These relaxed rules are only for single-storey extensions though, when most growing families don’t need an extra downstairs reception room, they need an additional upstairs bedroom.  This means if families do want an extra bedroom upstairs, they will still have to go through the rigmarole of submitting a full planning permission.  Although, many Luton people have used these rules in the last 6 years to build a decent size granny-annex – there are other options less explored out there.

 

There was a second (less advertised) temporary change the Government made to planning rules in 2015, that has also been made permanent recently, many may have missed it, yet it has a bigger potential impact on the housing market.  The new rules make permanent the removal of planning rules to allow office blocks and shops to be converted into residential homes without a full planning application being made.  Since 2013, 11,090 office blocks and 1,750 shops have been converted into residential households.  This doesn’t sound a lot, but in 2017 alone, converted shops and office blocks provided 37,000 new households alone in the Country (or 17% of the new household created in 2017).

 

Over the next decade, more and more office blocks and shops will be converted into residential properties … and this will slowly change the dynamic of the housing market and the high street … and I’m not sure whether that will be for the good or bad ... only time will tell?

In this weeks’ article on the Luton property market I talk about the stressfulness of moving home and what Luton homeowners, Luton landlords, Luton tenants and Luton buyers can do to mitigate and lower their stress levels when moving home in Luton. I then look at the last 36 months Luton property sales and see which streets and roads in Luton have moved to the most.

Lots of people say moving home is one of the top ten most stressful events in your life. Fortunately, there is a way to mitigate your stress. In a nutshell, start as early as you can, plan ahead and do everything you can to make it easy on yourself, your family and even the family pet. As an agent in Luton, my team and myself have been helping homeowners, landlords, buyers and tenants move, sell and let their Luton homes for many years. So I thought I would share some top tips for making your move as stress free as possible – then find out which streets in Luton have moved the most in the last 3 years.

The first tip is to plan ahead and write a list; because whilst it is taking between 15 and 20 weeks at the moment from finding a buyer to moving, those few weeks will fly by in no time as day to day life carries on. Next, get yourself a decent home removal company as they are worth their weight in gold on moving day – and if you need to know a good one in Luton - drop me a line and I will let you know who my clients are raving about.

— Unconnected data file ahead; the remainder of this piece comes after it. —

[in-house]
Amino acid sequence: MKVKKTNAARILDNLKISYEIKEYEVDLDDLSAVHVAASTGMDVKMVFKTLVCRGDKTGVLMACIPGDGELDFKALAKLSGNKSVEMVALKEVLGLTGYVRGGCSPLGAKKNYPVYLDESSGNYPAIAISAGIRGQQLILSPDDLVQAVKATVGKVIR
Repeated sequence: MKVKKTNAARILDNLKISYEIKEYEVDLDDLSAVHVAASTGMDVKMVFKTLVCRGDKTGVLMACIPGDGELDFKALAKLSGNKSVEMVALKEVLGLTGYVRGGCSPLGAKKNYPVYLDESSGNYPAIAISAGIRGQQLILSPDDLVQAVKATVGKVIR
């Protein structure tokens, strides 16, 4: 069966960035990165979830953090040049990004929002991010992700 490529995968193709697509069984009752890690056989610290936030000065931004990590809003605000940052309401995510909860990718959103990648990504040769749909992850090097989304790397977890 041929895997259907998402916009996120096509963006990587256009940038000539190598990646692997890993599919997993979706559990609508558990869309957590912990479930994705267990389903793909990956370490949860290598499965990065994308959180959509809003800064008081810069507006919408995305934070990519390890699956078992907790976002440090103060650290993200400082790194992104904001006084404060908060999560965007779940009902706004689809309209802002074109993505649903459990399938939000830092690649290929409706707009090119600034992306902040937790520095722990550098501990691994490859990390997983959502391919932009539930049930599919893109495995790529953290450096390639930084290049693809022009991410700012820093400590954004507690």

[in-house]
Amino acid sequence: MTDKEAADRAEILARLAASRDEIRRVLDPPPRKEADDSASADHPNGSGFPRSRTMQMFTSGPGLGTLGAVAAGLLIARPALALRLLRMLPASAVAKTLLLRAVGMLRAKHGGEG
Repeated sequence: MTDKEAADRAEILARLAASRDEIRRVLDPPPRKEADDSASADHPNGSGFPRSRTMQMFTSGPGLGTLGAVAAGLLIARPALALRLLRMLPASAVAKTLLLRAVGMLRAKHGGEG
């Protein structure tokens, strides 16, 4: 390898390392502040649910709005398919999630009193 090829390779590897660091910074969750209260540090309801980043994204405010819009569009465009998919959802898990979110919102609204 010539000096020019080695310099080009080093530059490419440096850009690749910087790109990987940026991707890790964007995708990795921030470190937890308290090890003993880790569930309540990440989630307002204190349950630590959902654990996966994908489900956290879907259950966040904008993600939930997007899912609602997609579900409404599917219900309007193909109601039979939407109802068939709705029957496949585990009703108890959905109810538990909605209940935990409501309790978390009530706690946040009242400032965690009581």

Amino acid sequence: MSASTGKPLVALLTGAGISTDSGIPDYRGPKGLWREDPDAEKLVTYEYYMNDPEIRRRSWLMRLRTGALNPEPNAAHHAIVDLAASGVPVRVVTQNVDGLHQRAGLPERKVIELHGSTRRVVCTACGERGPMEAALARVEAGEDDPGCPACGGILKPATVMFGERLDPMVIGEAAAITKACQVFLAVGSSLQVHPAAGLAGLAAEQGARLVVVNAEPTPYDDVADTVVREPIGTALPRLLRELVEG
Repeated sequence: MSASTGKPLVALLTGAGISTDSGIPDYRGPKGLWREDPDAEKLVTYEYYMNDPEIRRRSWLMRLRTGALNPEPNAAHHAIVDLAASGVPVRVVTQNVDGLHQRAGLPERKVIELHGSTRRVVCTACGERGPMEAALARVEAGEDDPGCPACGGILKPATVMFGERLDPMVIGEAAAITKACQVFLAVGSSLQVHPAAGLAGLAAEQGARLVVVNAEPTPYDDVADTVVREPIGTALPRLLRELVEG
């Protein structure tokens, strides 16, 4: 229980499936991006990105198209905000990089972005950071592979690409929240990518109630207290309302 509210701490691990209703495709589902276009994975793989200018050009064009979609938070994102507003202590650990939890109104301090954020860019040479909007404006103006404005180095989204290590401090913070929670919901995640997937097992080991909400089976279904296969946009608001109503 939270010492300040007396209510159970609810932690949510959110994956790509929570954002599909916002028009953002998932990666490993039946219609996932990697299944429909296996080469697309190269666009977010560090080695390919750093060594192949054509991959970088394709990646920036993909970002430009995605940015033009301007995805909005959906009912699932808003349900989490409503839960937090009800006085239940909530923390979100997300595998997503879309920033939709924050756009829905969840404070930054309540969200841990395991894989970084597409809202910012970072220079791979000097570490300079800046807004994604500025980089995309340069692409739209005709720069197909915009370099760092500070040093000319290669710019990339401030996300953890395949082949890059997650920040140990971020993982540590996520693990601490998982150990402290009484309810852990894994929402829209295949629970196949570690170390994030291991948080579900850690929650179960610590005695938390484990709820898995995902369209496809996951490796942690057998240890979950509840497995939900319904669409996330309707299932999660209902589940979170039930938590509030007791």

Next, a cluttered Luton home doesn’t sell or let well, so maybe consider decluttering before you market the property. It will sell/let better and when it comes to the move – the job will be so much easier. Know where you plan to put all your important documents (like Passports and Bank PIN etc). Tell your utility providers and it is a good idea to create electronic copies of significant documents by scanning and saving them onto a USB stick and don’t forget to get your mail redirected.

On the day of moving home stress levels will be high and I know you will want to get everything packed away and have the tea on by 5.30pm! Those who have moved many times know that isn’t the case. Be realistic, as it’s doubtful you are going to unpack all your boxes in your new home by the end of the first day.

Make sure to keep your ‘Moving Day Survival Equipment’ close by, change of clothes, wash equipment, cold bottles of water, biscuits, kettle, tea/coffee/milk, crisps (even G&T??) to keep your spirits, morale and energy up – you will be fine.. but it will take a few days to completely unpack and get your new Luton home the way you would like it to be. As long as you have your bed set up and made by the end of moving day - you can have the rest of the weekend to get ship shape. 

So, which street or road in Luton (LU2 to be more precise) has put themselves through one of the most stressful moments in their life over the last 3 years? Which street has seen the most home moves and experienced the trials of moving home.

Hitchin Road comes in at the top spot, with 65 home movers in the last 36 months with a total property value of £14,552,000 sold, interestingly there are 696 properties on the road … so have a look at the top 20 and see if your street is in the Top 20!

… but before you go, if you do need any help or guidance about moving home or advice about the current state of the Luton property market, then feel free to drop me a line or read the other articles in my blog on the Luton Property market.

NAEA The Property Ombudsman Client Money Protect Rightmove Zoopla OnTheMarket